Ed Carpenter Racing

Getty Images

Ed Carpenter Racing set to move shops at end of year

Leave a comment

SONOMA, Calif. – Ed Carpenter Racing made a 2018 driver announcement on Wednesday with confirmation Spencer Pigot is set to move into a full-time seat in the Verizon IndyCar Series, replacing JR Hildebrand.

Carpenter’s got another move of a bigger variety about 2018 coming up at the end of the calendar year.

NBC Sports can confirm the team will move shops from its hub on Main St. in downtown Speedway, Ind., at 1255 Main St., in the shadow of the Indianapolis Motor Speedway, to the former Forsythe Racing shop located at 7231 Georgetown Rd., in Indianapolis next season.

Carpenter said the team will have to vacate its existing shop in Speedway by December 31, and is scheduled to move into the old Forsythe shop before January, 2018. The team’s staff has been informed of the change of location.

That Forsythe shop most recently housed the Nissan LMP1 program, which was shuttered in December, 2015 after racing only once at the 24 Hours of Le Mans.

Wink Hartman, the former co-owner of the team then known as CFH Racing following the 2014 amalgamation of the Sarah Fisher Hartman Racing and Ed Carpenter Racing teams, owns the building in Speedway. Hartman is now running for Governor of Kansas and ceased being an official team co-owner once CFH Racing dissolved following 2015, and the team revived the Ed Carpenter Racing name before 2016.

A new tenant is likely for 2018, with rumors swirling it could be either Carlin, which has not formally announced a step-up to the Verizon IndyCar Series from its Indy Lights Presented by Cooper Tires program, or Harding Racing, which leased space in Dreyer & Reinbold Racing’s shop in Indianapolis this year for its initial three-race entry with driver Gabby Chaves.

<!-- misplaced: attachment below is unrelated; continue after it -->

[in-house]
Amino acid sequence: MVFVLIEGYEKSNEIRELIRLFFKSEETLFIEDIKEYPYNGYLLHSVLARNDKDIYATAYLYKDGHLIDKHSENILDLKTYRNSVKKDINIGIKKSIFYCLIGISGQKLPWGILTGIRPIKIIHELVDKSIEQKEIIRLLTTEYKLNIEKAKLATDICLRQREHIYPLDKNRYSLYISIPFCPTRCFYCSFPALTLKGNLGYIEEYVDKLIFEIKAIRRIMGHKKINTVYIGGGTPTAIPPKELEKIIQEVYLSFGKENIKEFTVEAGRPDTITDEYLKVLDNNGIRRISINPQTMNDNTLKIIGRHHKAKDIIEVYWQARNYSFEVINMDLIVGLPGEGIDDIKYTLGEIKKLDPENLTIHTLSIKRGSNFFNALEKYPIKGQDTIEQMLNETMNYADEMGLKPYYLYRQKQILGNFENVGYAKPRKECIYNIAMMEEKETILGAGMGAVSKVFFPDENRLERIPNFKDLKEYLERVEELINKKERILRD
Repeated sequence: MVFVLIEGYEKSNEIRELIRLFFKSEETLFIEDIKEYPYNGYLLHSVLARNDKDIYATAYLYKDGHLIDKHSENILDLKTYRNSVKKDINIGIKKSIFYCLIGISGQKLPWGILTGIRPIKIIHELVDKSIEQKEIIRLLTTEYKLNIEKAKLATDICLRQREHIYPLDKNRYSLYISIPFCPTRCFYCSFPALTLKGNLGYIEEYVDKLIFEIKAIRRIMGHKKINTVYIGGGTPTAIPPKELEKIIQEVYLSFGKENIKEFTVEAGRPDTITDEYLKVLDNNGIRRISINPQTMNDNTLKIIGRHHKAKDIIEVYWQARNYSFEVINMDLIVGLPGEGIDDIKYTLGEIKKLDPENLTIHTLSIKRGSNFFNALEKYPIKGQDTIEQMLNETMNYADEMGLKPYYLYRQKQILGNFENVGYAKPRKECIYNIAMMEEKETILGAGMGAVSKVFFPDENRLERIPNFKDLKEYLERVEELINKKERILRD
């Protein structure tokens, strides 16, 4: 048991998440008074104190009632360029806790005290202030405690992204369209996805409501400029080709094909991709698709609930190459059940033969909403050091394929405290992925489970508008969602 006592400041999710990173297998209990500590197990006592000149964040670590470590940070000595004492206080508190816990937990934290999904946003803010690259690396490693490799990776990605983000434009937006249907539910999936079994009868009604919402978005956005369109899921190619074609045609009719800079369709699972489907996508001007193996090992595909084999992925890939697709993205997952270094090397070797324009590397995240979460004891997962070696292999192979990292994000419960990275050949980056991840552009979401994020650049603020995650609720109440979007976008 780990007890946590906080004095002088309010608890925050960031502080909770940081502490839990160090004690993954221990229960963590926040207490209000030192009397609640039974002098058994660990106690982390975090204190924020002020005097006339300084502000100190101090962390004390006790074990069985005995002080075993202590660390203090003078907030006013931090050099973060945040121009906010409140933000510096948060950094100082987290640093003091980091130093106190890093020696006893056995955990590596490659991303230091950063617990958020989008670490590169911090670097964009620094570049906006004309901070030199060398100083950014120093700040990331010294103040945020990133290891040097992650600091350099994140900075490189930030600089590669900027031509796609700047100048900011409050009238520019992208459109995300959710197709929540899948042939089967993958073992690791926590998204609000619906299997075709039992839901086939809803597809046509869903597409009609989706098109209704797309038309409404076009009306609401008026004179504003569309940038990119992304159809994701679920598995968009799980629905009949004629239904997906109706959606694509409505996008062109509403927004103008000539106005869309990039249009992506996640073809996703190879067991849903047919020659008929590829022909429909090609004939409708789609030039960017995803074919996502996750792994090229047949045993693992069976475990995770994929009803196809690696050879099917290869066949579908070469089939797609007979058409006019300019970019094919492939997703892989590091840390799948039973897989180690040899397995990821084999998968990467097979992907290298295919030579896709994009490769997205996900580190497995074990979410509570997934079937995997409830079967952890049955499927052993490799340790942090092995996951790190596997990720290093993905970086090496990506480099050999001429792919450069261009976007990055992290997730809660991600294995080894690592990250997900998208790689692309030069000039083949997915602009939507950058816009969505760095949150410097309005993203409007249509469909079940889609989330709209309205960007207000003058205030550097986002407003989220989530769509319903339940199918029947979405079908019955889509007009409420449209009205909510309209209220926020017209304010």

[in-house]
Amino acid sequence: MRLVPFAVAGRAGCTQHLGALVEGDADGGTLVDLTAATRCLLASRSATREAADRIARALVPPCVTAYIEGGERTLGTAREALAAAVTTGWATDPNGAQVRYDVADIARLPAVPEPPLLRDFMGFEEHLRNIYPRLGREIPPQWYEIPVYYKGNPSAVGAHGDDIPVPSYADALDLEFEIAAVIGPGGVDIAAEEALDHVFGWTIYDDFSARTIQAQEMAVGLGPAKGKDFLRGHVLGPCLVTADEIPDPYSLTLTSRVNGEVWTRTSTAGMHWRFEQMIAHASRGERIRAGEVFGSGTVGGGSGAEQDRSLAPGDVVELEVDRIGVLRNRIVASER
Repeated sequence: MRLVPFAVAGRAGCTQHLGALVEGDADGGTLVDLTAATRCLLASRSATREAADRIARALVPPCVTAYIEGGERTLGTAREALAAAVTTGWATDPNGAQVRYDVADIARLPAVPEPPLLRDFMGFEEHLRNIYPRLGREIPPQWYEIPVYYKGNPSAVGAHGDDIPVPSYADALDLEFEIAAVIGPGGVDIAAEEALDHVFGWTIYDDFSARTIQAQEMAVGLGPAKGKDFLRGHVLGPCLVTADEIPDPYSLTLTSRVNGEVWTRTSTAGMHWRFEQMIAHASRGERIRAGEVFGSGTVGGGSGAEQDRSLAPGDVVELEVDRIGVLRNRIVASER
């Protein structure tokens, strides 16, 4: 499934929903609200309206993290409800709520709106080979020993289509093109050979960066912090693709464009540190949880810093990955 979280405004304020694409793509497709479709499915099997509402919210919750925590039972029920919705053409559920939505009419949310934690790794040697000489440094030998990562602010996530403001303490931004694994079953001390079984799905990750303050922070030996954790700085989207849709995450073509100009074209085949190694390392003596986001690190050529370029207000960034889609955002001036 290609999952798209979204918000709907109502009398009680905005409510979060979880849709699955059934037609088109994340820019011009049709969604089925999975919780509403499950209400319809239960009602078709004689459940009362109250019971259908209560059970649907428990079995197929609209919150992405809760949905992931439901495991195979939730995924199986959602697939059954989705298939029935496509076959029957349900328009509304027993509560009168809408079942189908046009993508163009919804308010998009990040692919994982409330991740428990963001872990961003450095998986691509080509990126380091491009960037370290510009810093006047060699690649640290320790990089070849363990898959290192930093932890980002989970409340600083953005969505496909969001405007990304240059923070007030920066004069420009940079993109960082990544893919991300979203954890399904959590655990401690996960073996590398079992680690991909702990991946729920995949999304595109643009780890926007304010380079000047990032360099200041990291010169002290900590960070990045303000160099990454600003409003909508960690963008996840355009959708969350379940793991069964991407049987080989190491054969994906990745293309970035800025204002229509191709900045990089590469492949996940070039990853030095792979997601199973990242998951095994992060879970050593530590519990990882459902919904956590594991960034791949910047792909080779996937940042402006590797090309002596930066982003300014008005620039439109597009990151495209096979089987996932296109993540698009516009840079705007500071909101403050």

Carlin’s Indy Lights team is based in Delray Beach, Florida.

Carpenter’s team concludes the 2017 season with Pigot and Hildebrand this weekend, in Hildebrand’s home race not far from his hometown of Sausalito, Calif. and in his last scheduled drive with the team he’s been with over parts of the last four seasons.

Hildebrand reflects on difficult 2017 IndyCar season

Photo: IndyCar
Leave a comment

When Ed Carpenter Racing confirmed that Spencer Pigot would assume full-time driving duties in the No. 21 Fuzzy’s Vodka Chevrolet, thoughts subsequently jumped to the future of that entry’s current driver, JR Hildebrand.

Hildebrand, who previously raced with ECR in part-time efforts for the IndyCar Grand Prix at Indianapolis and the Indianapolis 500 from 2014 to 2016, signed with the team as a full-time driver of the No. 21 car last year, and expectations were high that they could achieve results similar to his predecessor, Josef Newgarden.

In looking at the results on paper, it’s clear that things did not materialize as they hoped. Though the team’s short oval program remained stout, with Hildebrand finishing third at Phoenix and second at Iowa, ECR’s lone podium finishes of the 2017 Verizon IndyCar Series season, Hildebrand’s finishes on road and street circuits suffered. He never finished higher than 11th (Long Beach, where he coincidentally suffered a broken hand after last-lap contact with Mikhail Aleshin that forced him to rest the next race at Barber Motorsports Park), and was often outpaced by Pigot, especially on race days.